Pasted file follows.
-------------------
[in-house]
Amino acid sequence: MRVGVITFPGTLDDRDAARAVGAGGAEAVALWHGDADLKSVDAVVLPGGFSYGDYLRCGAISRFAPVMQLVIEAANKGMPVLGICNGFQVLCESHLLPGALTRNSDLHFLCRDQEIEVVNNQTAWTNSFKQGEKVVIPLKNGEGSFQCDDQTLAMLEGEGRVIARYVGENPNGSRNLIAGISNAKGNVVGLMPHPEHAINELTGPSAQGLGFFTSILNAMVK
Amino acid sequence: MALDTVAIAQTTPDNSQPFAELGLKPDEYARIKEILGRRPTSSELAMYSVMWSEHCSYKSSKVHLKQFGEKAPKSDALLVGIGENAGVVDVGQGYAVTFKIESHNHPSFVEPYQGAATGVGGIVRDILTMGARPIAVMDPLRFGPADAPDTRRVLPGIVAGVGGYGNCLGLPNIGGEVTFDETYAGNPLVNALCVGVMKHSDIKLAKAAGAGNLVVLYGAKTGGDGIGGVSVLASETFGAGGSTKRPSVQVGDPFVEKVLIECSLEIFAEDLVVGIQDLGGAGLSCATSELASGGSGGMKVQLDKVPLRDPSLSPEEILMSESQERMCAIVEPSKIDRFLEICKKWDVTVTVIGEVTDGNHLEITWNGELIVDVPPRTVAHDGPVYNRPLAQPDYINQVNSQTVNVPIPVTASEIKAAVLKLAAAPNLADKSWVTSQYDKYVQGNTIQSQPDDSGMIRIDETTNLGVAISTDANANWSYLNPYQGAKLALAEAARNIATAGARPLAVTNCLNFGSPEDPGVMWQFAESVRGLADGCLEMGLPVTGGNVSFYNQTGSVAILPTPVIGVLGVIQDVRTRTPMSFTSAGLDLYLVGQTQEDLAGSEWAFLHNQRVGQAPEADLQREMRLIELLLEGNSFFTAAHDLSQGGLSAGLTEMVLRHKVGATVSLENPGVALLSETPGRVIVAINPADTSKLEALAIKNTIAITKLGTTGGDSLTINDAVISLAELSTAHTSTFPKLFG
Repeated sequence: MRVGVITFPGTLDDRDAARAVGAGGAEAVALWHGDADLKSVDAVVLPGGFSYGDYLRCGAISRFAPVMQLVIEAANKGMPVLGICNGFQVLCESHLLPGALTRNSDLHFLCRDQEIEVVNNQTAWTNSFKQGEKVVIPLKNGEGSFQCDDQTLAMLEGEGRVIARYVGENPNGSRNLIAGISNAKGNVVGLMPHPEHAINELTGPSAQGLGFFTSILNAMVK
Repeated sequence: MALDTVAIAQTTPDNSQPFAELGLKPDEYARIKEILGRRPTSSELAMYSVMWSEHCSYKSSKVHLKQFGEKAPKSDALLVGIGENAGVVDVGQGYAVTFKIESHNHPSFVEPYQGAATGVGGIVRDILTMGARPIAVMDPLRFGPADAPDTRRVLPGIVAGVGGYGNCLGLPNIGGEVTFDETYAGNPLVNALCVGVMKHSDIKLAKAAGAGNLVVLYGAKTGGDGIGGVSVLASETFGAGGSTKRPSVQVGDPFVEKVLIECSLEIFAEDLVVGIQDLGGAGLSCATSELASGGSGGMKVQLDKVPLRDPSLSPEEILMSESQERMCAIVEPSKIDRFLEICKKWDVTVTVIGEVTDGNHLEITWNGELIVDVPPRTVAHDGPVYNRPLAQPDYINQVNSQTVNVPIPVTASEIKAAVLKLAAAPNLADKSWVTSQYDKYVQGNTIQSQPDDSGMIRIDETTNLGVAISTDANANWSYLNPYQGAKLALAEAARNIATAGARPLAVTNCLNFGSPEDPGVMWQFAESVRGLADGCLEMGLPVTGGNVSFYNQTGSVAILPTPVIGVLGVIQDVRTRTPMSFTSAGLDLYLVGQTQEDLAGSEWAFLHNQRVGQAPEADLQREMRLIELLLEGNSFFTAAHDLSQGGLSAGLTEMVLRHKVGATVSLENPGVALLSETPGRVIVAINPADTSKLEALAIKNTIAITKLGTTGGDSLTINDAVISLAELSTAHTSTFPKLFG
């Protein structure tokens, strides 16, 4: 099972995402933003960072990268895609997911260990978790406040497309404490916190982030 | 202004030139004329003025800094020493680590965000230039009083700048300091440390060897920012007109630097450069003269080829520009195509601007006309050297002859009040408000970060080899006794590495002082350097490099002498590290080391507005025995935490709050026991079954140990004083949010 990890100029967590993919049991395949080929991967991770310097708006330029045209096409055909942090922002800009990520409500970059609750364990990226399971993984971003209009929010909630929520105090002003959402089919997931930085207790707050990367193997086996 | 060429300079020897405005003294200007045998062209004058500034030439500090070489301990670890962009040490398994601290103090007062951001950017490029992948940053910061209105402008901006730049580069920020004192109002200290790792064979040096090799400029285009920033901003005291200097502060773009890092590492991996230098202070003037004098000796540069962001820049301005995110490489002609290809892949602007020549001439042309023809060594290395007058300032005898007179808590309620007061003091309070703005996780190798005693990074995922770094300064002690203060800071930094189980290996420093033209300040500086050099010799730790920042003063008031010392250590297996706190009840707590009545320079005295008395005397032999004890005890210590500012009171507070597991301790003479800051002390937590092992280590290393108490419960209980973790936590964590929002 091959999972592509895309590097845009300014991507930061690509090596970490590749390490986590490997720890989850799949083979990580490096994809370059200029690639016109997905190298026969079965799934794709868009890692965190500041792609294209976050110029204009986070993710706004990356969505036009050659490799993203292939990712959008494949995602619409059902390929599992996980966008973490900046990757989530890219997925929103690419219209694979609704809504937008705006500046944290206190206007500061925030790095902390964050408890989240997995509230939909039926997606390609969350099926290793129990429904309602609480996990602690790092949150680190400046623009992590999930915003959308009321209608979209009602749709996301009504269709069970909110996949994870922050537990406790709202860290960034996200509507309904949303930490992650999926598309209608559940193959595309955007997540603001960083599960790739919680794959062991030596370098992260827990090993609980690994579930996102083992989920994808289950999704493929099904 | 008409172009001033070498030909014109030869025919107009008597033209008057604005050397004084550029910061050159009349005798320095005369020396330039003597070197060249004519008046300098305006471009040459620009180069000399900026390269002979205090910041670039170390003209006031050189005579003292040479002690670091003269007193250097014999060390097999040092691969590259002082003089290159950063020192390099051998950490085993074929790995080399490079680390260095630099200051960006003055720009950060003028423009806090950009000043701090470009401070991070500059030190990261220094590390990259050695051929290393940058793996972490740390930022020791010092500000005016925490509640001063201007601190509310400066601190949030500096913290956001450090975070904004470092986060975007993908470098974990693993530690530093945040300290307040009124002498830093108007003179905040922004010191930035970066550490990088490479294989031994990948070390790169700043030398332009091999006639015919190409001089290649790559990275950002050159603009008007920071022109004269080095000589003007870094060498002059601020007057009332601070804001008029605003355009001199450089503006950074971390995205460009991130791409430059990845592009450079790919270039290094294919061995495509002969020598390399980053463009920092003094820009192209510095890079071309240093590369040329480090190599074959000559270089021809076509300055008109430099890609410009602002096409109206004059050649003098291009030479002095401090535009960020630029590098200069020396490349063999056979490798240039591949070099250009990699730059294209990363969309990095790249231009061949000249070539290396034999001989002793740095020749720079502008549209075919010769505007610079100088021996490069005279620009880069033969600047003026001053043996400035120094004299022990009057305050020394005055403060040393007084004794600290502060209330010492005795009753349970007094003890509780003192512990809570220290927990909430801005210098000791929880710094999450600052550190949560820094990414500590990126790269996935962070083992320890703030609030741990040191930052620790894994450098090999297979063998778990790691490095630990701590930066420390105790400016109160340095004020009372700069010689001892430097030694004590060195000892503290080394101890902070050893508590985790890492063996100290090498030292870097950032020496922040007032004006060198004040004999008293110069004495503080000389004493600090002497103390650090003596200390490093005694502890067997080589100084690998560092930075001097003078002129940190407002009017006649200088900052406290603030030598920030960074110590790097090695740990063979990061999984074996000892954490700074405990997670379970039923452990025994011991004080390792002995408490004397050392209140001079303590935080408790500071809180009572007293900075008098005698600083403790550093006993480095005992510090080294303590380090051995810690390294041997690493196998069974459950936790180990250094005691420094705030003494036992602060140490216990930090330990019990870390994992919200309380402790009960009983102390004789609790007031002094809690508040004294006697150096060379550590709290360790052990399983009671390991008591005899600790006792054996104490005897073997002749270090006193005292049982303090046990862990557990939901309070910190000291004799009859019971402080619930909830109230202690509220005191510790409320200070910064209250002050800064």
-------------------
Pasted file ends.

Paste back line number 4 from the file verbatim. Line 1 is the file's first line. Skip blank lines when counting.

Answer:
Repeated sequence: MRVGVITFPGTLDDRDAARAVGAGGAEAVALWHGDADLKSVDAVVLPGGFSYGDYLRCGAISRFAPVMQLVIEAANKGMPVLGICNGFQVLCESHLLPGALTRNSDLHFLCRDQEIEVVNNQTAWTNSFKQGEKVVIPLKNGEGSFQCDDQTLAMLEGEGRVIARYVGENPNGSRNLIAGISNAKGNVVGLMPHPEHAINELTGPSAQGLGFFTSILNAMVK